There seems to be a lot of confusion about the water supply in Kenton.
If you look at the schematic below, you’ll see that Kenton has two sources of municipal water:
1. The Reverse Osmosis (RO) plant situated at the end of Bushmans, and
2. The Diaz Aquifer Bed. (Near the Diaz Cross).
The RO plant is, according to a very senior water engineer, one of the best run plants in the country. This plant takes brackish water and converts it into pure water.
The second source of municipal water is from boreholes pumped from the Diaz Aquifer. I understand that when this was first discovered it was very good water but has now become contaminated by sea water which broke over the dunes during a typhoon a few years ago. It is slowly improving but is still too salty for human consumption.
Both municipal water sources are pumped into the large reservoirs on the hill in Ekuphumleni making a blend of water, which is within potable water specifications. This makes Kenton’s water supply unique!
THE THIRD SOURCE OF WATER
The third source of water, is of course, rain water. Every house in Kenton has, or should have, water tanks to store this precious commodity. With these three sources of water we are so much better off than most of the country. We are not like Cape Town or Johannesburg for example where falling levels in reservoirs are watched with trepidation by everyone. We also need to be cognisant of the fact that we live in a drought stricken country and every drop of water counts.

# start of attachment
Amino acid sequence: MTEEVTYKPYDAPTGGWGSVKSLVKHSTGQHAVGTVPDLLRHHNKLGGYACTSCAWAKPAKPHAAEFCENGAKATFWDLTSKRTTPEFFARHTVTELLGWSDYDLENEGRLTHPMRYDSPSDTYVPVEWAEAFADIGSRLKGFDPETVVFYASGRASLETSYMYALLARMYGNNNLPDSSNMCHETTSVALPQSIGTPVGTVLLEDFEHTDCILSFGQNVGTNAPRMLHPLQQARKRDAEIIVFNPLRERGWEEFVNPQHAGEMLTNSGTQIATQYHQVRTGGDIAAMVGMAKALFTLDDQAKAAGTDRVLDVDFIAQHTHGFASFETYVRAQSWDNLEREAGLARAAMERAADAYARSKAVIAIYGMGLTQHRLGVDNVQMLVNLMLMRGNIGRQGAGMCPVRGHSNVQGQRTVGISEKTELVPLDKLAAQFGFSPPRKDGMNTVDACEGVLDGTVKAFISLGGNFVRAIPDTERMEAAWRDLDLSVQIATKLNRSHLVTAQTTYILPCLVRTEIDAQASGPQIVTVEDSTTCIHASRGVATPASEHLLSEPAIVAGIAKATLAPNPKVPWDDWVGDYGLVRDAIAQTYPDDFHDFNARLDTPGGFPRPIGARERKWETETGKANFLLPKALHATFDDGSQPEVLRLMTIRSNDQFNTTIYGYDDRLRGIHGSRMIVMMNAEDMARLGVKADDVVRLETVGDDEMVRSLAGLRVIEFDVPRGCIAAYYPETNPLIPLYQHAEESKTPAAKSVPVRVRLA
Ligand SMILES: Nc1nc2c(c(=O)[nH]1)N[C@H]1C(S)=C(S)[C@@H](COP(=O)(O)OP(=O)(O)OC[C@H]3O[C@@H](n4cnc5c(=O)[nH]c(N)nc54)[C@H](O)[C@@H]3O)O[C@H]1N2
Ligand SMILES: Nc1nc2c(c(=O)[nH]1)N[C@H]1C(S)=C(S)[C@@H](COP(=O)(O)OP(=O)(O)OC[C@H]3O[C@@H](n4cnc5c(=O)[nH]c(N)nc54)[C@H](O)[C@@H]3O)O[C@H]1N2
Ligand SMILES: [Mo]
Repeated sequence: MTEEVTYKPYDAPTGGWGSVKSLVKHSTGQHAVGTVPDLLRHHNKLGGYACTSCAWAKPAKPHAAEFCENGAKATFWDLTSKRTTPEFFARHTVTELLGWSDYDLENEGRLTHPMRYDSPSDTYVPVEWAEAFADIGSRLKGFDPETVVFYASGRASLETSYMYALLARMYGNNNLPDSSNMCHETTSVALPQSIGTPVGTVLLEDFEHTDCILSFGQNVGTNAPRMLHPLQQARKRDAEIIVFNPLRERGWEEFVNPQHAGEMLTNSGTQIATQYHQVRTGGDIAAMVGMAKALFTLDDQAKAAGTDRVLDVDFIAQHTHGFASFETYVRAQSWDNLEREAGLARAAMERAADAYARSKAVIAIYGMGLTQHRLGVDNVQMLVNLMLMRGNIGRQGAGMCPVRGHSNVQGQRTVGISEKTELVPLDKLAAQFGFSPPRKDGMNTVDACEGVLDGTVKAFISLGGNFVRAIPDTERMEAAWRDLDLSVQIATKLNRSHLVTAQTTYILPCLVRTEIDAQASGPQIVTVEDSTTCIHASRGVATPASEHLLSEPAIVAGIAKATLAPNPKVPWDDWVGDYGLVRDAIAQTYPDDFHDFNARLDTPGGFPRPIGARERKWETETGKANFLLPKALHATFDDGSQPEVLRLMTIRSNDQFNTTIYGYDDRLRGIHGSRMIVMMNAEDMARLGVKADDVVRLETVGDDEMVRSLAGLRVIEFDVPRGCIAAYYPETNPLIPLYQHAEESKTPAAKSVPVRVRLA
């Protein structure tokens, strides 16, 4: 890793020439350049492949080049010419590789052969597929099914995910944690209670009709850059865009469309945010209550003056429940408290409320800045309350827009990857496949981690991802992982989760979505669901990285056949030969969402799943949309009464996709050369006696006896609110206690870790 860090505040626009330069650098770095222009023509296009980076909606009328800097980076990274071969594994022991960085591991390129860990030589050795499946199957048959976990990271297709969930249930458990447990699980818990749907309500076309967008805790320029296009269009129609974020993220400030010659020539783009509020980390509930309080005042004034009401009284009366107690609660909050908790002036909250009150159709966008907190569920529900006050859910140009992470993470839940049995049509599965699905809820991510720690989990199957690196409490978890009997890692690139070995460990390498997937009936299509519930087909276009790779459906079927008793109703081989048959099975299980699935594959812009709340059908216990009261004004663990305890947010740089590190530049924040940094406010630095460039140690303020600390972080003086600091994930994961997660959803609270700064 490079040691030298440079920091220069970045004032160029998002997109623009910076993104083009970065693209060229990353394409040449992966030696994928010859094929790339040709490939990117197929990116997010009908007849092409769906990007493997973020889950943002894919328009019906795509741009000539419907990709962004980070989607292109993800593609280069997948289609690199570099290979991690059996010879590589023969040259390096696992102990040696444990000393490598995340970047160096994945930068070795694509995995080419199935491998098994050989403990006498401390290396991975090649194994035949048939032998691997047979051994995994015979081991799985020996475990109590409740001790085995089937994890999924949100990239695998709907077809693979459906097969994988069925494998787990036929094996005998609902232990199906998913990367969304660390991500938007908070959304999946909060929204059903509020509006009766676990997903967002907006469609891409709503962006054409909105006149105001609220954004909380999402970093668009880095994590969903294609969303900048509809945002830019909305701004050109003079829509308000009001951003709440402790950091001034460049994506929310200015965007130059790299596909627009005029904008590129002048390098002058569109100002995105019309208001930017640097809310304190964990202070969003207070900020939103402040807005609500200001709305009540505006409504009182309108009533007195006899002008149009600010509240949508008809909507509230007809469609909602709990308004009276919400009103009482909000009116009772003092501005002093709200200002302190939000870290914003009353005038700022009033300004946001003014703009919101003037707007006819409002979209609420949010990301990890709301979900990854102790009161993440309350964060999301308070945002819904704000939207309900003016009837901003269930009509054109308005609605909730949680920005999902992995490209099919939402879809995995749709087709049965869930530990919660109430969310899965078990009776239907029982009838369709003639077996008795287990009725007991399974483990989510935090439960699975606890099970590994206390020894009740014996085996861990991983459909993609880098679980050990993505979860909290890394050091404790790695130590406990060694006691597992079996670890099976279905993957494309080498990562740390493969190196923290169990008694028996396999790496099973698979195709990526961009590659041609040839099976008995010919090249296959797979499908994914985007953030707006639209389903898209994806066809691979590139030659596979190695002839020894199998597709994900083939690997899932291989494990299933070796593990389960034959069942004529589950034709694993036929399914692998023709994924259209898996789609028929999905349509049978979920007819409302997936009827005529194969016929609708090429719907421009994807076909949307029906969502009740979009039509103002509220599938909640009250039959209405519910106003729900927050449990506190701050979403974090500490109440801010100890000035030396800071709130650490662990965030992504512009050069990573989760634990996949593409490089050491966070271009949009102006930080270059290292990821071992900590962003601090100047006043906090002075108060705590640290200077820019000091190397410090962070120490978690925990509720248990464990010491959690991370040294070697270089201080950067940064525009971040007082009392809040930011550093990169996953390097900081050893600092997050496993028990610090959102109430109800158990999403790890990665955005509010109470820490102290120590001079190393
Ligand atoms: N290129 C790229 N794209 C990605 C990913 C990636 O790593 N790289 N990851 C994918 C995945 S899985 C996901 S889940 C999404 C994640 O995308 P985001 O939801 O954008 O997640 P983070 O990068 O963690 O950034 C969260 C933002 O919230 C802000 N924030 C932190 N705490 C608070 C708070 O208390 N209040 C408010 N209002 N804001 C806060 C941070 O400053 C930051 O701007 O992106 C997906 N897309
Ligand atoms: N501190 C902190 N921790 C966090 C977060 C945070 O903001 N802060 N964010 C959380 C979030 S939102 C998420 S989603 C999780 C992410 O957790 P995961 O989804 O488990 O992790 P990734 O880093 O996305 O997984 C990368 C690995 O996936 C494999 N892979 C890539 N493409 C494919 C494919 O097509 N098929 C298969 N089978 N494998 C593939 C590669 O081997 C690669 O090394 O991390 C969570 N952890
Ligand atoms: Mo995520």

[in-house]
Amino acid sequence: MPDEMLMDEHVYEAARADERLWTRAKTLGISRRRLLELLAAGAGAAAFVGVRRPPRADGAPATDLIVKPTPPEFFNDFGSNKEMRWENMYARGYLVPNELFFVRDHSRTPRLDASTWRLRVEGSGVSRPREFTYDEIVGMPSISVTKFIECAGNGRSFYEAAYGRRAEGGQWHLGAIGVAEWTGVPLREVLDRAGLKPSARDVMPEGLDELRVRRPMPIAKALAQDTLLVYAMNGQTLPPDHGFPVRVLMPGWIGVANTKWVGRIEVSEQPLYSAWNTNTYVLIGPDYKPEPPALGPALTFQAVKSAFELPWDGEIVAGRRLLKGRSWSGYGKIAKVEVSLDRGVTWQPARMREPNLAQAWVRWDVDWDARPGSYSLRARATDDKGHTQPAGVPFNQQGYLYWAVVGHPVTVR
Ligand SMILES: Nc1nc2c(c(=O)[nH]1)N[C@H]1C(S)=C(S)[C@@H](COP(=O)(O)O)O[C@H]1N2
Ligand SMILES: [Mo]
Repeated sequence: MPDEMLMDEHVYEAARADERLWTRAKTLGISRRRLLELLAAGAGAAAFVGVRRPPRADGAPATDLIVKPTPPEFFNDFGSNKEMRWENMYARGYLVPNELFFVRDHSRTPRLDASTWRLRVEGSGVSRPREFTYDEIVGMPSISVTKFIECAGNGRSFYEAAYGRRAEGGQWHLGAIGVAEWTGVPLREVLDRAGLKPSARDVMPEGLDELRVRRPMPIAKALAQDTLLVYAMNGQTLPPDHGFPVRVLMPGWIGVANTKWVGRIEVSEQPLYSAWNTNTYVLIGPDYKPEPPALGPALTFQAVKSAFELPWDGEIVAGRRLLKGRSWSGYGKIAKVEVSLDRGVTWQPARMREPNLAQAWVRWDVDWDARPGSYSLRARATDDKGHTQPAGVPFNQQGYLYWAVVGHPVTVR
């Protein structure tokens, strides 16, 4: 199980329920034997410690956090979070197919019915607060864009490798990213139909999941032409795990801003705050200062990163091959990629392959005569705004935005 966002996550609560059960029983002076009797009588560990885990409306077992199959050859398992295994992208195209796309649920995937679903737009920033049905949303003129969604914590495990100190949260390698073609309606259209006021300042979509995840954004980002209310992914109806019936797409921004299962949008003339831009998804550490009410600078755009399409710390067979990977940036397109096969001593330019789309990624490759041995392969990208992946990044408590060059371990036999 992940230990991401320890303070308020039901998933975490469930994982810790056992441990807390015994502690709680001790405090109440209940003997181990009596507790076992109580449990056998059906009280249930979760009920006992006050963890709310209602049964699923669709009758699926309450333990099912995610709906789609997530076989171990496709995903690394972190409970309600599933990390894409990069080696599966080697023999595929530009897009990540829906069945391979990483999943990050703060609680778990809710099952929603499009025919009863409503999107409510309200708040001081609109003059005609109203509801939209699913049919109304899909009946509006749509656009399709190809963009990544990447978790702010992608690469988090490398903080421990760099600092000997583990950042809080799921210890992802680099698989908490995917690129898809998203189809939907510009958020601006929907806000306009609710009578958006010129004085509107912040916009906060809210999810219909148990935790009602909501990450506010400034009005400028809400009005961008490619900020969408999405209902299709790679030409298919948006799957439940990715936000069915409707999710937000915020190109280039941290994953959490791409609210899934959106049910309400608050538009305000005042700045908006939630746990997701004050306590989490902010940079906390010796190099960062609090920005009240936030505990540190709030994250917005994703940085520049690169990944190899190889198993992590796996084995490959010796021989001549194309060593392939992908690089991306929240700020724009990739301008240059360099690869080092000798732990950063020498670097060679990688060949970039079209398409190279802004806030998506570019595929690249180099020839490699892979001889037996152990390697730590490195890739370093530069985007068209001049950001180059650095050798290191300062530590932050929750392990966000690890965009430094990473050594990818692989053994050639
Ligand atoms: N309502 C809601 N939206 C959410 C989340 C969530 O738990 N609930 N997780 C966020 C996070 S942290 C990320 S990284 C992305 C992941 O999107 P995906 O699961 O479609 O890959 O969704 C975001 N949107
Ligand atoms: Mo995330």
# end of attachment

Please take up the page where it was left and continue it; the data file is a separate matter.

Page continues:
FACTS AND FIGURES
• RO plant produces 1 800m³ (1.8ML)/day
• Dias 700m³ (.7ML)/day
• A total of 2 500m³ (2.5ML)/day
And that is it!
We all need to share this water:
• Merry Hill
At the end of May the supply seemed to be sufficient, as the three big concrete reservoirs were full every morning. However, since the day without Eskom power a few weeks ago, a day where neither the RO pumps nor Diaz pumps could work, no water was pumped into the reservoirs. The reservoirs have never filled up again, averaging just around 50%.
SO THE BOTTOM LINE IS – WE HAVE TO CUT DEMAND TO SUIT THE SUPPLY.
We did it for a few months and now we need to do it again. Let’s all cooperate and try to get the reservoirs full for the festive season so we don’t fall into the same morass as we did last year.
We know that our gardens are crying out for rain but we simply cannot afford to use municipal water for gardening.
• No watering gardens with hose pipes
• No washing cars and boats
• No washing down drive ways
• 2 minute showers – keep the water to water plants
• No running taps
What do you do to help? It’s up to us all!